Policy Impact and Public Engagement– Two Sides of the Coin?
In a blog I wrote for Wonkhe to coincide with the launch of the University of Nottingham’s Institute for Policy and Engagement back in October 2019 (hard to imagine that we had an actual, physical launch – with people, canapés, drinks and no sticky mute buttons or intermittent broadband connections to spoil the fun) I explored how the two parts of the Institute’s remit – policy impact and public engagement – connected and had the potential to reinforce one another.
The core of the argument is that public opinion shapes policy decisions, particularly the big calls, as much as the evidence base. This is an obvious point, but one we often neglect as we focus on securing the attention of policymakers and those who advise and influence them.
As knowledge brokers we know that policy making is a synthetic activity in which the evidence is brought together with considerations of resource availability, opportunity costs, interaction with other priorities, values and political deliverability and public attitudes to shape policy decisions.
The fact that policy decisions reflect considerations other than the evidence base doesn’t make them bad decisions, or worse decisions than if politicians “just followed the evidence”. It is simply part of what a policy decision is. Policymakers have to choose, for example between competing priorities for cash, people and time, and have to win political and public support or they won’t be in a position to do anything.
The supply of evidence – the bread and butter of what UPEN members do – is critical, of course. So spending time making the right connections, honing the pitch, presenting the evidence in a way that is easily digested and directly relevant to the environment in which decisions are made is time well spent.
However, because public opinion and attitudes shape the big policy decisions as much as the evidence base, we ought to bear the public in mind as an audience too. To take an obvious example which looms over everything: tackling the climate emergency is going to demand a huge amount from people. They are going to have to change behaviours, meet costs, acknowledge intergenerational and global inequity.
Politicians’ reluctance to act on what seems to many to be overwhelming evidence can be a source of frustration for experts and campaigners. Why can’t they be brave? But politicians aren’t re-elected by the grateful populations of 2050. They face a public who on this question are variously committed, confused or sceptical, or are too preoccupied with the pressure of the here and now (caring, cost of living…). There is a huge risk for politicians in running too far ahead of the public, and a temptation (which we are seeing in the UK governing party barely two months after it made commitments on the global stage at COP26) to exploit that risk for short term political gain.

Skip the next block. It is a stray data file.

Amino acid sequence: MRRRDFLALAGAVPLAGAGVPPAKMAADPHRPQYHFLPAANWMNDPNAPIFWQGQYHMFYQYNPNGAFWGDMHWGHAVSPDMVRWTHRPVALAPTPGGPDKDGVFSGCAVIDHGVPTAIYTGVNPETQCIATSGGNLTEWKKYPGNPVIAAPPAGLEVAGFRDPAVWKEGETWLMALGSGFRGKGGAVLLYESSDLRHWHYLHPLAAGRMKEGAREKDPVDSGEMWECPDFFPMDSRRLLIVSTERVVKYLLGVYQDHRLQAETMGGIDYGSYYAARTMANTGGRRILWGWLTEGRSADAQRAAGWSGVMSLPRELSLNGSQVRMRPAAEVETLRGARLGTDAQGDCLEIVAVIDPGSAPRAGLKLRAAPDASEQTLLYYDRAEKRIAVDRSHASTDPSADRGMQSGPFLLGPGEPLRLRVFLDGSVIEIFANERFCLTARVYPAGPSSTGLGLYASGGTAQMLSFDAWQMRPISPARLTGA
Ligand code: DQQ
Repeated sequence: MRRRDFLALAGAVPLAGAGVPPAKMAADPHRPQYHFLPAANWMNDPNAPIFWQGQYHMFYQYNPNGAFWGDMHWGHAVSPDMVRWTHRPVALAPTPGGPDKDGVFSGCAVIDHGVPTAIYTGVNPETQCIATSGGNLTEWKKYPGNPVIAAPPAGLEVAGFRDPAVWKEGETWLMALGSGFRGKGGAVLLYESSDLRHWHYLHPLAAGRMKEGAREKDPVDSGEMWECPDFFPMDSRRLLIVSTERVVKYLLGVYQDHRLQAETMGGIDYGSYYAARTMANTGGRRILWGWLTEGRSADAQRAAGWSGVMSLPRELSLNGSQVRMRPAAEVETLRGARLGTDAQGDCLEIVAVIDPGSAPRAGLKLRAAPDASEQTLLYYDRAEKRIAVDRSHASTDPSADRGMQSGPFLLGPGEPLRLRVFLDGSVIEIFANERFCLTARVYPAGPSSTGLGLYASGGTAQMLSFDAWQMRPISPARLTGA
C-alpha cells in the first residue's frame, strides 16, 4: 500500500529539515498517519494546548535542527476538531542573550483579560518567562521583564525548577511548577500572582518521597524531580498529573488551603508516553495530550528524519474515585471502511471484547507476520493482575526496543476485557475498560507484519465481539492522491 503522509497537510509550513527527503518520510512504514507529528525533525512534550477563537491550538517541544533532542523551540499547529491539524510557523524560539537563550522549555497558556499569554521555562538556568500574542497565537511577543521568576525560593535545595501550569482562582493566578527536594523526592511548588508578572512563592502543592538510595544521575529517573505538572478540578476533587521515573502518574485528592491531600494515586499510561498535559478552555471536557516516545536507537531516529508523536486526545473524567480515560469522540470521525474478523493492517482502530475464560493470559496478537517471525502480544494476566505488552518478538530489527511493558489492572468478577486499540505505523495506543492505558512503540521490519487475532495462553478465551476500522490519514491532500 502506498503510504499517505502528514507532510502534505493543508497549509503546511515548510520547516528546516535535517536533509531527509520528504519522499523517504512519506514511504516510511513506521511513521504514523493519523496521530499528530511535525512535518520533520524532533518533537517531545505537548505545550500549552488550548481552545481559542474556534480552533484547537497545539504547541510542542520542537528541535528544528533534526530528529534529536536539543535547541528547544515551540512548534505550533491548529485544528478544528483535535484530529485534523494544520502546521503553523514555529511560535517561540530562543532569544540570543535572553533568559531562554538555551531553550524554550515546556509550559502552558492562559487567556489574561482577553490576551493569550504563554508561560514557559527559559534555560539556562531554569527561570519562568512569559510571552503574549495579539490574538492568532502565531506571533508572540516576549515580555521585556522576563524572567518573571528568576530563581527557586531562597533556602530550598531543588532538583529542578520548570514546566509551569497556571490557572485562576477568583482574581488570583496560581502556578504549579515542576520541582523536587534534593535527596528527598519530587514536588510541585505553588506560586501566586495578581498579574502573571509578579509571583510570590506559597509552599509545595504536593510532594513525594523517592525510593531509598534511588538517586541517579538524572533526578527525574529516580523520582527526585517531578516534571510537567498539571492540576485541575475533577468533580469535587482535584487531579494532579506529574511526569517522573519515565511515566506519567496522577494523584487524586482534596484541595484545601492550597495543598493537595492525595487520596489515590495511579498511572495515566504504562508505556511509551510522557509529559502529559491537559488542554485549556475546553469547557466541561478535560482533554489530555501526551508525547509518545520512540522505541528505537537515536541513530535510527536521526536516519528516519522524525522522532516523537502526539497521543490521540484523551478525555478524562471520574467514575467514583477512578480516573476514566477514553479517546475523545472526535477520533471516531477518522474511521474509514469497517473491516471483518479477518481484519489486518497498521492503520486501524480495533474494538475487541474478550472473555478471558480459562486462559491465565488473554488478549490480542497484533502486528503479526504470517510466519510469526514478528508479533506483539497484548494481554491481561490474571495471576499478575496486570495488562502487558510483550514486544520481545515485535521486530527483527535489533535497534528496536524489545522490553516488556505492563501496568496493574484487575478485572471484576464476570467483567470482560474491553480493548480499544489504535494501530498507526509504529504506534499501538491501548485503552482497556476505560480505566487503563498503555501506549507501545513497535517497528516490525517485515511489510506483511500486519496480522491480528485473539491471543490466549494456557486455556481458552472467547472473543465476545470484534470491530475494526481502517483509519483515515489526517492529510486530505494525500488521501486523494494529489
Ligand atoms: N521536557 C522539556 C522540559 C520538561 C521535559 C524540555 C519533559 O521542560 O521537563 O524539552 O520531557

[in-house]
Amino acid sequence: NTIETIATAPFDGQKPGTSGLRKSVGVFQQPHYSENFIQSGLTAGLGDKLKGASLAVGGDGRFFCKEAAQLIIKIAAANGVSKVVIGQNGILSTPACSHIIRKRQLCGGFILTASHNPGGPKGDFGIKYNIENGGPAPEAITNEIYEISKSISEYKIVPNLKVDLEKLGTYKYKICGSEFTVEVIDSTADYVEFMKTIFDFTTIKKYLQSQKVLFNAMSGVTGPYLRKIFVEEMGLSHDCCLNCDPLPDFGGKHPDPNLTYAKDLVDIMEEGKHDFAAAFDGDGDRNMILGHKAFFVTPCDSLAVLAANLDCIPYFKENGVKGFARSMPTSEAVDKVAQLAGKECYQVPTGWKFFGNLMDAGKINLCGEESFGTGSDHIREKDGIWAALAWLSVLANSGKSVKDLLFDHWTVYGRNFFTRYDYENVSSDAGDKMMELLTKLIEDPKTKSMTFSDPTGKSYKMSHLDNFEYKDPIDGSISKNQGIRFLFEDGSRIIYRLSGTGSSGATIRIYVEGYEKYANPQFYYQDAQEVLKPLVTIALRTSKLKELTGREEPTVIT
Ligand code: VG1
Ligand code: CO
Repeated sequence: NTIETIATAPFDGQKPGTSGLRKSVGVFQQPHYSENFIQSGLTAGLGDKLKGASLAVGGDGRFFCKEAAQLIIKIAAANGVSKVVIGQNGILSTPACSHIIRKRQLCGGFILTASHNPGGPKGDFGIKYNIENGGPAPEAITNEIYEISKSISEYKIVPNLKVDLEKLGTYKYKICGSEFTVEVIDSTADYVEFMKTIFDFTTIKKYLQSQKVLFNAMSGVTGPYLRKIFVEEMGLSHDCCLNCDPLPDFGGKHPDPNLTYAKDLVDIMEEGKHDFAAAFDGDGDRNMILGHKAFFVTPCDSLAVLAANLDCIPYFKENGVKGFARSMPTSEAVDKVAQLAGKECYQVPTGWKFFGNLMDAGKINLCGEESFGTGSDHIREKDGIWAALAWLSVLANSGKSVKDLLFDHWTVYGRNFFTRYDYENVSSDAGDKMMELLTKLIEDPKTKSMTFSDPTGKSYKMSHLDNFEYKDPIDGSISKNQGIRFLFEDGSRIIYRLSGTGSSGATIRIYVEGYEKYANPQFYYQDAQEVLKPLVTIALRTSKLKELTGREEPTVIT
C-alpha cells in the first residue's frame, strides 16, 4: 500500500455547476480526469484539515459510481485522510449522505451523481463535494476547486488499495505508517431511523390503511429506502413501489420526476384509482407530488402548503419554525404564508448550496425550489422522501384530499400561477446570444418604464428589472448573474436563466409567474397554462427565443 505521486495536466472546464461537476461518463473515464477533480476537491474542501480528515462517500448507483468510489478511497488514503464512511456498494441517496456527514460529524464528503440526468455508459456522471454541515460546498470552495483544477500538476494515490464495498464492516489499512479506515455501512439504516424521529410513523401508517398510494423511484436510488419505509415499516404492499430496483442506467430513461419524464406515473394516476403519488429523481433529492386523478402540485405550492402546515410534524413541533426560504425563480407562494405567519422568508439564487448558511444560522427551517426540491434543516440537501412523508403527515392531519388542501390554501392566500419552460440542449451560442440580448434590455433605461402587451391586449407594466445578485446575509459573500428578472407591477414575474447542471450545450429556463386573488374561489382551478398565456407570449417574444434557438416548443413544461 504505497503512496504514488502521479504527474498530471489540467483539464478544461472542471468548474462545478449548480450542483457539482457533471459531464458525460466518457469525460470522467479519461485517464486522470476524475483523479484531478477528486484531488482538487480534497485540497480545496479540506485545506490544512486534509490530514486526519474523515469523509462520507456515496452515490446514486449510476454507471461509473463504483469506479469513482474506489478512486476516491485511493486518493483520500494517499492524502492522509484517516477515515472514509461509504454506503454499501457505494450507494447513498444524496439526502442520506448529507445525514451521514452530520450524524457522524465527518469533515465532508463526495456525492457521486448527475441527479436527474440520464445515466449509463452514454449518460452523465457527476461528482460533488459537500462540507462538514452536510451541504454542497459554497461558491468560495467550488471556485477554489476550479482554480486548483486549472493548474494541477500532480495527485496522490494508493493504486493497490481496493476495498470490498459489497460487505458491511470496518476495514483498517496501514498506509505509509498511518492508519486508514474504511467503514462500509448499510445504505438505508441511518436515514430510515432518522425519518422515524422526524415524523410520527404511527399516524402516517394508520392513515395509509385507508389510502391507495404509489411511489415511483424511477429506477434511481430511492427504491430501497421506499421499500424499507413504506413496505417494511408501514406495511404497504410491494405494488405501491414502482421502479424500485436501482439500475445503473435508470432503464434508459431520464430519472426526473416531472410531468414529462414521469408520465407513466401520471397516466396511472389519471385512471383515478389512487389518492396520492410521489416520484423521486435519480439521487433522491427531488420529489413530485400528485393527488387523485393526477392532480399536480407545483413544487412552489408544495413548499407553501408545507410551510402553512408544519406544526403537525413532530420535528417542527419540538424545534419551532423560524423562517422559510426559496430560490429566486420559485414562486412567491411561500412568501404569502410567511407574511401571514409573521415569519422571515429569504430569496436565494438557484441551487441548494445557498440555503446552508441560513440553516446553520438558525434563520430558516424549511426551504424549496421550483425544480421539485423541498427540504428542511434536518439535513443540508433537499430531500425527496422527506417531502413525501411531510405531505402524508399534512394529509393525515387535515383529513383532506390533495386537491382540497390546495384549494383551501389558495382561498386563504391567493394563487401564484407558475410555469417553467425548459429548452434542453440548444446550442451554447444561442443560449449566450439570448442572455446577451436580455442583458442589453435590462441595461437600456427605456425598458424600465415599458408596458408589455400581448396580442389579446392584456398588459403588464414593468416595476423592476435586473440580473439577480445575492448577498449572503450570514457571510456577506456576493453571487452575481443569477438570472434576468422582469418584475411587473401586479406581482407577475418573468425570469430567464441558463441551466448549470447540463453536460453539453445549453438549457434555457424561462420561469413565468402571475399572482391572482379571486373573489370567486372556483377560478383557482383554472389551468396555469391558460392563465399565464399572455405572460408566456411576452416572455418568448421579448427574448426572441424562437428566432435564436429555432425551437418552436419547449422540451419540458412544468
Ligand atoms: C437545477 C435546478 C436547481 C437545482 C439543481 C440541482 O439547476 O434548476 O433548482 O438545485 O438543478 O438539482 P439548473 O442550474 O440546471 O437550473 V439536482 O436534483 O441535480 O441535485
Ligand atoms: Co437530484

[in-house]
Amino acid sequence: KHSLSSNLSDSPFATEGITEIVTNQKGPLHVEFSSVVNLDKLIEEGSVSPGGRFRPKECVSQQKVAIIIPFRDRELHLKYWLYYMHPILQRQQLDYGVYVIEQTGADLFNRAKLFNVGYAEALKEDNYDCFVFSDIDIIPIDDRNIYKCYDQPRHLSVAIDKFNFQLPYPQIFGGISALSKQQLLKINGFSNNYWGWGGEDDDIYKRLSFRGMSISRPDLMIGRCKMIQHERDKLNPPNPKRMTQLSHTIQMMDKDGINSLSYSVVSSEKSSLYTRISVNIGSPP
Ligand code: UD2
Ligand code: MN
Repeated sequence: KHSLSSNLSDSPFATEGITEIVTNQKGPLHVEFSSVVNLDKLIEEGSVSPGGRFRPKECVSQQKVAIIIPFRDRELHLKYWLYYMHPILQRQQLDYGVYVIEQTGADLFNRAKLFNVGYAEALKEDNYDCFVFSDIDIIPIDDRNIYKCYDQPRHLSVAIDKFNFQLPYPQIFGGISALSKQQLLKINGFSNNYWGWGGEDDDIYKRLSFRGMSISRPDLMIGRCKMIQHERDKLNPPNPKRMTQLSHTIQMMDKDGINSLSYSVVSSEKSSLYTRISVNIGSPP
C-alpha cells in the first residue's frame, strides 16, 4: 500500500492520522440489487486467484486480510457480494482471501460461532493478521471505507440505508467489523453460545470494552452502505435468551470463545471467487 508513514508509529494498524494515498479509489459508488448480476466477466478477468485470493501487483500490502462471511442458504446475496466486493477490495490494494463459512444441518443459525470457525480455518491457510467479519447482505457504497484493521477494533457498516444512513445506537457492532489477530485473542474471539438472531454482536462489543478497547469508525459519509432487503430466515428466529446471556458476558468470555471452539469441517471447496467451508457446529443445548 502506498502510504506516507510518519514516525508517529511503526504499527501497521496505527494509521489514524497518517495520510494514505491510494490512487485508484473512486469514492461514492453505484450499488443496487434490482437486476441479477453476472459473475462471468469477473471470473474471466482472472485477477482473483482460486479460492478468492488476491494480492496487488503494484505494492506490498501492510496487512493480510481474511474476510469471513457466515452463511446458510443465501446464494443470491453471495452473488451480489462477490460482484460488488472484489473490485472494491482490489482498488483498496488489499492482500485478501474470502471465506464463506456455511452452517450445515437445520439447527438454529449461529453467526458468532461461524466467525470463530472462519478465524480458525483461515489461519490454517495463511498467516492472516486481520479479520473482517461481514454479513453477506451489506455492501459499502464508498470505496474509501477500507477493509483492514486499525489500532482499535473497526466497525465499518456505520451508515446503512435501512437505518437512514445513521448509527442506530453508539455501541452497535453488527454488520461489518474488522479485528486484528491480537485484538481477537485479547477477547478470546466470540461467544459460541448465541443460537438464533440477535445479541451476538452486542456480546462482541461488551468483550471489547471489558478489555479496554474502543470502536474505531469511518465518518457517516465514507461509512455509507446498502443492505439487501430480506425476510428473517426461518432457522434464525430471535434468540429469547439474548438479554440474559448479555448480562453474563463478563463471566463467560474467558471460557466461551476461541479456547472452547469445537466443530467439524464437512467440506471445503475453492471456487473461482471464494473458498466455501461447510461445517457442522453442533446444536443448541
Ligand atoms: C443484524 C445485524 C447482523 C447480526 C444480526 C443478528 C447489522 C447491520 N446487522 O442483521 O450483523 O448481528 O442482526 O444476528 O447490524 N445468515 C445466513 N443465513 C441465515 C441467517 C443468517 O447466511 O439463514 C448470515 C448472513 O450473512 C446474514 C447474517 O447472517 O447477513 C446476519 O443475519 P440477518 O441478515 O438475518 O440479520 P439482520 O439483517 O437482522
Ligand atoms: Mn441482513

So the role researchers can play in engaging with the public to explain the challenge, and crucially showing not just that we are doomed but how there are practical and liveable steps which can make a difference, is going to help change the political calculus.
Climate change is the big example, but this holds true in different ways in other areas – in the response to the pandemic, or in facilitating informed debates about the growing role of technology, algorithms and autonomous systems in our lives, for example.
Engaging on a national stage and in the media is an important channel to do this, and there are many examples of great communicators in the space (Nottingham’s own Professor John Van Tam being one). But so are local activities and engagement.
In common with no doubt every other university we ran a campaign to highlight research to coincide with COP26 aimed at national audiences. And like many universities we struggled for attention because of the sheer volume of material being pumped out. But, again like other universities, we also ran a set of local activities, including a “pop up” space in an empty shop Green Light in the City with partners including local charities, the City Council and Nottingham Trent University. The activities, talks and events held in that space, focussing on what people can do in response to the climate emergency, will have made a difference by giving people the opportunity to ask questions, reflect and engage with the evidence on the challenge and what can be done about it.
These things are incremental. But even when they are small scale they help make a difference, and create an environment where actions that seem politically beyond the pale might become possible. Public engagement is not just “show and tell” but a space for dialogue and a route to real world impact.
Stephen Meek is Director of the Institute for Policy and Engagement at the University of Nottingham. He previously worked in the UK Civil Service.
Posted 01/02/2022 10:00Back